Press Release

Secondary title

Jacques Barrot: “The Authentic Act, a basis for the European Legal Order”


The notariat is an institution that guarantees respect for the state of law, ensures legal order and supports the legal culture.” It is with these words, in a letter from the President of the Polish Republic, Mr Lech Kaczynski, that participants were welcomed to the 2nd Congress of EU Civil Law Notaries, being held in Warsaw from 10 to 12 September 2008. After the 1st Congress in Rome in 2005, civil law notaries from EU countries and representatives of other States, in addition to numerous political, university and legal figures are meeting again for three working sessions, the main topic of which is ‘A European area of legal certainty: a value for families and citizens, an opportunity for businesses. The issue of legal certainty is at the centre of the construction of a legal Europe. The European notariats, through the CNUE, are essential guarantors of European citizens’ rights and of the smooth running of economic exchanges.

Present at the opening ceremony, Mr Jacques Barrot, Vice-President of the European Commission and Commissioner for Justice, Freedom and Security, welcomed the organisation of such an event by the European notariats, this being evidence, in his view, of the “emergence of a European legal culture that was wished for by the Hague Programme, adopted in 2004". A legal culture that the European Commission is developing with initiatives in which the CNUE is participating actively, such as E-justice, the Justice Forum and the European Judicial Network (EJN). Mr Barrot stated that cooperation with the European Notarial Network, set up by the CNUE, would help speed up and improve the EJN.

Noting progress towards “a Europe of free movement for citizens”, Mr Barrot made a heartfelt call for the creation of a “legal Europe” where rights would move with those moving within Europe. Today, 8 million European citizens do not live in their country of origin. As a consequence, the number of transnational successions, marriages and divorces is multiplying, along with the legal questions they raise. This is why, in order to respond to these challenges, Mr Barrot encouraged the CNUE to continue and to intensify its work with the European institutions on the following subjects:

  • In the sphere of succession law, Mr Barrot announced a legislative proposal for the first semester of 2009. The proposal will contain provisions on applicable law and on the implementation of a certificate of inheritance. To this end, the Commissioner highlighted the role of the European Network of Registers of Wills (ENRW), an initiative of the European notariats interconnecting Member States’ registers of wills.
  • With regard to the draft for the mutual recognition of authentic acts, Mr Barrot stressed that the authentic act was “essential in giving citizens greater legal certainty”. He added that “an authentic act issued by a public authority can be a very strong basis for the European legal order”. Regretting that although “frontiers have disappeared, legal frontiers remain”, he called for the mutual recognition of acts in the Member States so as to facilitate enforcement for the benefit of citizens. Furthermore, Mr Barrot declared the Commission’s intention to publish a Green Paper on Authentic Acts during 2009.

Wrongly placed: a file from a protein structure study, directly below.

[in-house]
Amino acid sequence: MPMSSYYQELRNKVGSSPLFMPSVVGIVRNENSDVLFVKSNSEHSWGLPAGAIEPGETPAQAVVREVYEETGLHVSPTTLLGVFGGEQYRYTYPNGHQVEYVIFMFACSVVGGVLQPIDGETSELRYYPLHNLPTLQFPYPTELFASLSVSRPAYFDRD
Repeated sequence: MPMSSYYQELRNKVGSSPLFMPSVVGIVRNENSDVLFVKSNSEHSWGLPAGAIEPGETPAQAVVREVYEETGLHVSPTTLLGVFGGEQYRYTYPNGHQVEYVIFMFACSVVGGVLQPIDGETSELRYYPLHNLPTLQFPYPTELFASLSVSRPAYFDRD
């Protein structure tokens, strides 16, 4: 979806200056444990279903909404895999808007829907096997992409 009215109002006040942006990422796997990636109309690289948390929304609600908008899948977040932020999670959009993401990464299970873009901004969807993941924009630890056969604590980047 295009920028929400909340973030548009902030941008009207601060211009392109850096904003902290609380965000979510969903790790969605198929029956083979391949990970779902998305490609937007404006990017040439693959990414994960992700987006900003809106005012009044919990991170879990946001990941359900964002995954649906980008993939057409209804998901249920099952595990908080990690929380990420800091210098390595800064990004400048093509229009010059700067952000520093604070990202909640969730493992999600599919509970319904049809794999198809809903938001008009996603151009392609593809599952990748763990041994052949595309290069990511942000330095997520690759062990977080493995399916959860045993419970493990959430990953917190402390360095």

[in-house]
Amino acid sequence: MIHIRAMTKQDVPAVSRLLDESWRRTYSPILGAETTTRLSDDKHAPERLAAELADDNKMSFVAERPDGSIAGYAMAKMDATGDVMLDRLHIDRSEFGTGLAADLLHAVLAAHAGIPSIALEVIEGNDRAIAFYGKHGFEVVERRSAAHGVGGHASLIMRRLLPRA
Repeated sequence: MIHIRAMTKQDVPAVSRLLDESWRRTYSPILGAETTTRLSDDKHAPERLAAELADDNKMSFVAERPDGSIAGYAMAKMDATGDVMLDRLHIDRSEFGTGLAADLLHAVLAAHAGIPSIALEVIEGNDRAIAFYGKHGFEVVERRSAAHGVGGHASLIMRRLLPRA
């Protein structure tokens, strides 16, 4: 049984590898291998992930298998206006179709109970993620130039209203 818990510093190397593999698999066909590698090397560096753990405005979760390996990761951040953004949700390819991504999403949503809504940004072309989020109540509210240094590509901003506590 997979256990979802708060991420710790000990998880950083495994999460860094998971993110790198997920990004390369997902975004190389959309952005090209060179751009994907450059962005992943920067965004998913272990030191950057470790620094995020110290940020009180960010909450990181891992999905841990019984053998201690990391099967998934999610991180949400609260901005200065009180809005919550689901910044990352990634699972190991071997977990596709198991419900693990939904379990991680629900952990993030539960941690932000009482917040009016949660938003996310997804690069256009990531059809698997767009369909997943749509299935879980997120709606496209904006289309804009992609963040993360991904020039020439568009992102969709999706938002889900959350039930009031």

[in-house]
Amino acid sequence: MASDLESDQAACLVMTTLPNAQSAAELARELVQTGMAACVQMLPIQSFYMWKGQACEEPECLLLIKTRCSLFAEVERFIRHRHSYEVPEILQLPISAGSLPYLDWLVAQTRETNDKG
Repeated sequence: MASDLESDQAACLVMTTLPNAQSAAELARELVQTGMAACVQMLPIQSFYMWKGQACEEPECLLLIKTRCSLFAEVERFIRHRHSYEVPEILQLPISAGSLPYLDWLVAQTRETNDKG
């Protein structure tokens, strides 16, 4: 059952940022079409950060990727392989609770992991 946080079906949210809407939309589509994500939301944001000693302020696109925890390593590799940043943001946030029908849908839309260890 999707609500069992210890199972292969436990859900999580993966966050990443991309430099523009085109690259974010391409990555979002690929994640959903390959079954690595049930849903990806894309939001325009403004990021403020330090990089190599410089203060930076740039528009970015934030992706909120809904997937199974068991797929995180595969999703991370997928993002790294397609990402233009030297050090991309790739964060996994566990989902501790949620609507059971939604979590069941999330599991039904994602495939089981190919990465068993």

• The Commissioner also announced a European legislative initiative on matrimonial property for 2009, aiming not to harmonise national laws but, in particular, to avoid conflicts of law.

The Polish Justice Minister, Mr Zbigniew Ćwiąkalski, highlighted the “great respect” enjoyed by civil law notaries as “professionals providing services of the highest standard for citizens”. The Polish minister insisted on the civil law notary’s role in real estate transactions. He declared that “the notarial act that concludes a real estate transaction is one of the most important decisions in a citizen’s life (...).Thanks to this act, citizens and their families can get on their lives without extra worry”.

Mr Helmut Fessler, president of the congress, declared that the European notariat would gather together “all its powers so that Europe’s added value would become a reality for citizens”. Mr Juan Bolás Alfonso, current president of the CNUE, also supported this vision not only of an economic Europe, but of a Europe focusing on citizens and their rights. In this perspective, the CNUE is working for recognition of the notarised act’s value and is seeking original solutions to the problems confronted by citizens who move around Europe. “We want a Europe with equal rights in which citizens will know about the legal mechanisms to which they can turn”, he stated. And for that, he added, the profession benefits from a “major asset”, which is “trust in our profession to guarantee the parties’ interests”. In this framework and by spreading civil law notaries’ preventive and impartial justice, both advice on applicable law and the European authentic act will be the answer to the lack of legal certainty and will guarantee economic development and citizens’ wellbeing.

The CNUE in brief:

The Council of the Notariats of the European Union (CNUE) is an official body representing the notarial profession in dealings with European institutions. Speaking for the profession, it expresses the joint decisions of its members to the institutions of the European Union.

The CNUE includes 21 notarial organisations in the European Union. The European notariats are represented in the CNUE by the presidents of the national notariats. The CNUE operates under the authority of a President, the CNUE’s spokesperson, who has tenure for one year.

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